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The term “innovation” is difficult to quantify when it comes to large companies across different industries.
24/7 Wall St. chose to look at global patent filings, filings by field, and increases in R&D spending to define innovation.
The initial universe of our analysis began with the fifty companies with the highest number of patent filings, according to data compiled under the World Intellectual Property Organization’s Patent Cooperation Treaty s (“PCT”) for 2009, a specialized agency of the United Nations. All 50 companies are large and well-known multinational firms.
Data collected for the “World Intellectual Property Indicators 2010″ study shows that the United States is still among the most active nations for patent filings. Fourteen of the firms in the top 50 are headquartered in the US. Fifteen Japanese companies made the list. Five German companies were included. China had only two.
24/7 Wall St. analyzed patent filing information from 2009 among the top fifty firms with figures on the size and growth rate of R&D spending from 2009 to 2010. Some American companies continue to increase R&D sharply. Among these are Microsoft (NASAQ:MSFT), Apple Inc. (NASDAQ: AAPL), and handset chip giant Qualcomm (NASDAQ: QCOM). American companies that have slowed down R&D spending include old and weak US firms including GM, Eastman Kodak (NYSE: EK), and Motorola (NYSE: MOT).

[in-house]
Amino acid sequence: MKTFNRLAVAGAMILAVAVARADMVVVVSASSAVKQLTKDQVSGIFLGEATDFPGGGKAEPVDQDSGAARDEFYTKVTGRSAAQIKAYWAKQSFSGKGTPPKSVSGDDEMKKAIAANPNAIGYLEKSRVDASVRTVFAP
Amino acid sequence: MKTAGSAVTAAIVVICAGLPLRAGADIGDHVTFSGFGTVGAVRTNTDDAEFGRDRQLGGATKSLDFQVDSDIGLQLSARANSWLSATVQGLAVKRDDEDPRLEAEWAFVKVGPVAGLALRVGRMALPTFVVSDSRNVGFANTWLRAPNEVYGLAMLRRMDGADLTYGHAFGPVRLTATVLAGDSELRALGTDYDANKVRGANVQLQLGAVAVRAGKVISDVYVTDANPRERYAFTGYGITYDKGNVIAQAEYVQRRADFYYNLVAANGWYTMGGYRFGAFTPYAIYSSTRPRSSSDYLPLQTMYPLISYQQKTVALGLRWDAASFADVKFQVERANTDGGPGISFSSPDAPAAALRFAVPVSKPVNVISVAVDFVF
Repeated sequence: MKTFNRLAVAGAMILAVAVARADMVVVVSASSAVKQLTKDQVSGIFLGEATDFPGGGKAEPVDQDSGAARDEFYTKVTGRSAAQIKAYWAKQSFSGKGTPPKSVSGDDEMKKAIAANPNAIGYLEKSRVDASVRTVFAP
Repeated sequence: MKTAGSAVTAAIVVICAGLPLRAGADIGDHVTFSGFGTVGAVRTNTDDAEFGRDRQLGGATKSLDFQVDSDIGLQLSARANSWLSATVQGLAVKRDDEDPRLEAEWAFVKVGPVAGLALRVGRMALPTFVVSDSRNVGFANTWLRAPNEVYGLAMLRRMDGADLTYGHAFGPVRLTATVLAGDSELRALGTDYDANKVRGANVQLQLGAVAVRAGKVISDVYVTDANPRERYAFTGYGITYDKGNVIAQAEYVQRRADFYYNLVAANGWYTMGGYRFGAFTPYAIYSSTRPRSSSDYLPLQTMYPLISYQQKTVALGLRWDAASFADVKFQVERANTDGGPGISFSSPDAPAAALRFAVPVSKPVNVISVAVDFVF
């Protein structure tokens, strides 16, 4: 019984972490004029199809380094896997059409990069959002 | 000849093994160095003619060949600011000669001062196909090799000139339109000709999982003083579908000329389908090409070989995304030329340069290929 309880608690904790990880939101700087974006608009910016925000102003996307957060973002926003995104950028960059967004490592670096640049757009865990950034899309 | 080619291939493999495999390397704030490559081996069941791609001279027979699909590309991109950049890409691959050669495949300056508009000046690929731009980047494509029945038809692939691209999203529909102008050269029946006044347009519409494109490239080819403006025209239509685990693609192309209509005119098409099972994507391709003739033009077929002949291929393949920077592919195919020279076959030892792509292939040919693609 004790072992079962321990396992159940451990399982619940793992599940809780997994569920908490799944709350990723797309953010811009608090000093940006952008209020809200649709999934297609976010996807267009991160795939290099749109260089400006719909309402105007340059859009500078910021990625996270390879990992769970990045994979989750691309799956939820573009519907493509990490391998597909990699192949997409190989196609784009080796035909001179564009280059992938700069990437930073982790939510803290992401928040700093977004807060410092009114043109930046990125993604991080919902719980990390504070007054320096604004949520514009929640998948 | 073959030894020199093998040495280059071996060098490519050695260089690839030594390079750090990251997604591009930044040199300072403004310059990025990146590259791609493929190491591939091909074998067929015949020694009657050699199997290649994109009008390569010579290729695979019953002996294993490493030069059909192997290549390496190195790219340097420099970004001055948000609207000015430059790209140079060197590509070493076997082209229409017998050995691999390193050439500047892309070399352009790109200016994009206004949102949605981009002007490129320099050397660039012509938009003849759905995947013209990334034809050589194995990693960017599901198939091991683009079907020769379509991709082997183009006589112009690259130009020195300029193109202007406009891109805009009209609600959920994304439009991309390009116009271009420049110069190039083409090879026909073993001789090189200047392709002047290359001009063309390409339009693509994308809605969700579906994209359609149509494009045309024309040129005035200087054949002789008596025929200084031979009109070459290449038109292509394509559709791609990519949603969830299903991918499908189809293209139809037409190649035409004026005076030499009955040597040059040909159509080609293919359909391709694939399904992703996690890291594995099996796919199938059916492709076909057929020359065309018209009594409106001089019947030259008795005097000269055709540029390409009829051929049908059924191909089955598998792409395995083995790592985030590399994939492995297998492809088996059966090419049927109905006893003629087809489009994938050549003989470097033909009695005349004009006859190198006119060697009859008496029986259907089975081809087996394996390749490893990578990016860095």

24/7 Wall St. took the 14 US companies in the top 50 and considered additional data for each, including sales growth, industry leadership, and stock and financial performance. Whether R&D expenditures rose or fell over the last two years was also noted.
These are 24/7 Wall St.’s Ten Most Innovative Companies in America.
Read more: 24/7 Wall St.
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US investment in the Netherlands from 2000 to 2010 was nine times more than US investment in China during the same period. US investment in the UK was more than seven times more, and in Ireland nearly three times more, than in China. (Source: Transatlantic Economy 2011
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